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A change of course for K-12 education?

Advocates see Healey’s pick as a fresh start for state education policy

Yawu Miller
Yawu Miller is the former senior editor of the Bay State Banner. He has written for the Banner since 1988.... VIEW BIO
A change of course for K-12 education?
Incoming state Education Secretary Patrick Tutwiler.

When Governor-elect Maura Healey’s transition team announced in December the appointment of Lynn Schools Superintendent Patrick Tutwiler as the state’s new education secretary, the move signaled to some a break from trends that have dominated education policy for much of the last 30 years.

Tutwiler, who taught history at Brighton High School and later served there as headmaster, stands in stark contrast to outgoing secretary James Peyser, who headed the Pioneer Institute, a conservative Massachusetts think tank.

Coming on the heels of a push by members of the state Board of Elementary and Secondary Education (BESE) for a state intervention in the Boston Public Schools, the Healey administration’s pick for the top education policy job comes as a relief to some local education activists.

“Having an advocate for Boston Public Schools, someone who understands the importance of resources for our schools, is significant,” said Boston Teachers Union President Jessica Tang.

Ruby Reyes, executive director of the Boston Education Justice Alliance, said, “This is someone who’s coming with a vast experience and understanding of Boston Public Schools, Lynn Public Schools and the range of necessities for school districts with large numbers of low-income families of color.”

Tutwiler is poised to step into the state education policy role on the heels of a tumultuous period for public schools nationally and locally.

At the national level, federal policies pushed by the administrations of former presidents George W. Bush, Barack Obama and Donald Trump prioritized charter schools and market-driven approaches to education. The most recent federal policy, the Obama administration’s Race to the Top initiative, created a framework under which schools competed against each other for federal funding tied to standardized test scores. Under that program, teachers in schools that were deemed “underperforming” were let go and forced to reapply for their jobs.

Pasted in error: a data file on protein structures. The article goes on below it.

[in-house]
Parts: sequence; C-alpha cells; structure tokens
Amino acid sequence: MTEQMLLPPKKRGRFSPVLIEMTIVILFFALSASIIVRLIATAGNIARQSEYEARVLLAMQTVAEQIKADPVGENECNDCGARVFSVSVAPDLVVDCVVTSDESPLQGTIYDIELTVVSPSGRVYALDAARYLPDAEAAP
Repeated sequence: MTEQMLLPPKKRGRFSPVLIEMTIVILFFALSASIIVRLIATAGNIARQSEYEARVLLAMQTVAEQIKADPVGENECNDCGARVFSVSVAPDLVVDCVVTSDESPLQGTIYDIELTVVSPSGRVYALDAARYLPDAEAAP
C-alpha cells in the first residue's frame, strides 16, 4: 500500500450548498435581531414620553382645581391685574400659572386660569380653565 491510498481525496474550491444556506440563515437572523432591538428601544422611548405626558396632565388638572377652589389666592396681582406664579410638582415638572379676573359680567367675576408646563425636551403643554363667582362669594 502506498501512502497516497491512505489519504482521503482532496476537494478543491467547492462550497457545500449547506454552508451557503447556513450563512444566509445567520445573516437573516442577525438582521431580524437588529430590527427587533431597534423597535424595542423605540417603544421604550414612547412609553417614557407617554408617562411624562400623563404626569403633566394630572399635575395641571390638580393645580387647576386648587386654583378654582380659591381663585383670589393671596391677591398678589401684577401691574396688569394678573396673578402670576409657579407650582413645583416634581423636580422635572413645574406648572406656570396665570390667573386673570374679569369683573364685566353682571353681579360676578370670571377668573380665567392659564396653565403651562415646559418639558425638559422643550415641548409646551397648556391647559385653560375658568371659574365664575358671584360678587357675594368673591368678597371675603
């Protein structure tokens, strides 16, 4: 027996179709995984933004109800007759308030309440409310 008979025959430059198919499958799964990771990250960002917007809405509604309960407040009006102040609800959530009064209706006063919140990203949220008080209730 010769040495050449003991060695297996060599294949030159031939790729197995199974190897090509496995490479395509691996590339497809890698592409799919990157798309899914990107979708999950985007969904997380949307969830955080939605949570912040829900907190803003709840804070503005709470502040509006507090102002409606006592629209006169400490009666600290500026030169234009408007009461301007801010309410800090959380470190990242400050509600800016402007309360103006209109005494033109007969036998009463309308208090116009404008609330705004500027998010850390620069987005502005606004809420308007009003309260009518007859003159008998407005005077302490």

It was against that backdrop in 2015 that former Gov. Charlie Baker tapped Peyser, who then headed the NewSchools Venture Fund — a nonprofit that channels funding to charter school startups — to set state education policy. Interestingly, Peyser had never taught in a school or served as an administrator in a school or school system.

Peyser’s business-world background was in keeping with the prevailing ethos in the education reform movement at that time, according to former BESE member Harneen Chernow.

“The market-driven approach to education reform swept the country — Democrats and Republicans alike,” she said. “It’s like the culture of this field was that if you’re an educator, you’re not qualified to participate in the conversation.”

But many of the education reform policies pushed by the Baker administration began to unravel in recent years.

In 2016, charter-school backers, including Peyser and Baker, supported a ballot question that would have lifted a statewide cap on charter school expansion — a move public school supporters said would have diverted millions of dollars in funding from local school districts, effectively gutting them.